Pub loses licence after 'horrific attack' left customer in hospital

Memory Lane in Seaham
Memory Lane in Seaham -Credit:Copyright Unknown

A pub has lost its licence after a "horrific attack" hospitalised a customer with life-threatening injuries.

Memory Lane in Seaham will remain closed after the police and local authority raised concerns with the venue's management following the incident. A Durham County Council licensing committee ruled there are "clear failings" with the business and said staff lacked training.

Memory Lane's licence was initially suspended at an earlier hearing on April 25, which was held after the incident on April 20. The victim was found lying unconscious with significant blood loss after the attack. He fractured both eye sockets, lost three teeth, and had surgery on his jaw.

A female at the pub was heard shouting "he's nearly dead". Sergeant Caroline Dickenson, of Durham Constabulary, said staff called an ambulance but not the police.

She said: "CCTV has captured the assault in full and it shows a horrific attack on the victim who has significant injuries to his face. The victim has been punched over a dozen times to the face whilst he appears unconscious, displaying a clear intent to cause serious harm to the victim."

However, officers were initially unable to view CCTV at the premises due to an ongoing dispute between the venue's owners. Durham police said all glassware had been removed from the scene by staff before police officers attended.

A hearing on Monday was shown shocking pictures of the victim's injuries while lying in hospital waiting for treatment. CCTV footage of the assault was also shown. Emma Bird, one of the owners, said the pub was free of trouble before the incident and attracted an older adult crowd through its Motown theme.

She reiterated her commitment to improving the venue despite the concerns. She added: "I promise that I will have full control over anything. This will not happen again under my watch and I will do everything to ensure that."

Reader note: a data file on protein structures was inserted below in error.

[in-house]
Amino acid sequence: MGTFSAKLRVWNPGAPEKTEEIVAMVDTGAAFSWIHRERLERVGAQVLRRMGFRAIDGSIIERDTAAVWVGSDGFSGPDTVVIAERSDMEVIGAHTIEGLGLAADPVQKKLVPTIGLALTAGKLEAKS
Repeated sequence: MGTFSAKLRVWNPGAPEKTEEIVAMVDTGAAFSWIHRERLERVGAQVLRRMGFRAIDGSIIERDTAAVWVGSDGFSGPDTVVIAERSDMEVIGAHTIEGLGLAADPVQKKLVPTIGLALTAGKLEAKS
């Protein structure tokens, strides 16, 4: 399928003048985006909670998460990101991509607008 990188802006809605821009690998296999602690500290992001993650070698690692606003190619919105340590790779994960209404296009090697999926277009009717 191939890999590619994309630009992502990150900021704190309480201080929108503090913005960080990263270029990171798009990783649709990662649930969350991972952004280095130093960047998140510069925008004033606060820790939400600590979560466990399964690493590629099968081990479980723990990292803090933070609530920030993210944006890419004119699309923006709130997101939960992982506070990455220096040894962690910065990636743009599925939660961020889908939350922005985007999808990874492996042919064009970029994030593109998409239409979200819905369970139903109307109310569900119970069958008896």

David Comb, defending, told the committee: "This was not a premises that was in the habit of dealing with serious violence, or particularly prepared for it. There will have been a degree of shock for the people who worked there when this spontaneous episode of very serious violence erupted."

But committee members revoked the licence after hearing how people in charge of the pub had disputed over the CCTV system.

Cllr David Brown, licensing chair, said: "This incident was very serious. We've seen the footage, the photographs, and heard from the police about the consequences. Largely, that type of behaviour cannot be attributed to the licence holder. But the response has shone a light on the clear failings within this licence.

"The committee is concerned at the lack of training, incidents, and the ability to fully comply to conditions going forward. The clear issue is the licence holder having full control of the premises, and the committee cannot be assured that the licensing objectives cannot be undermined going forward."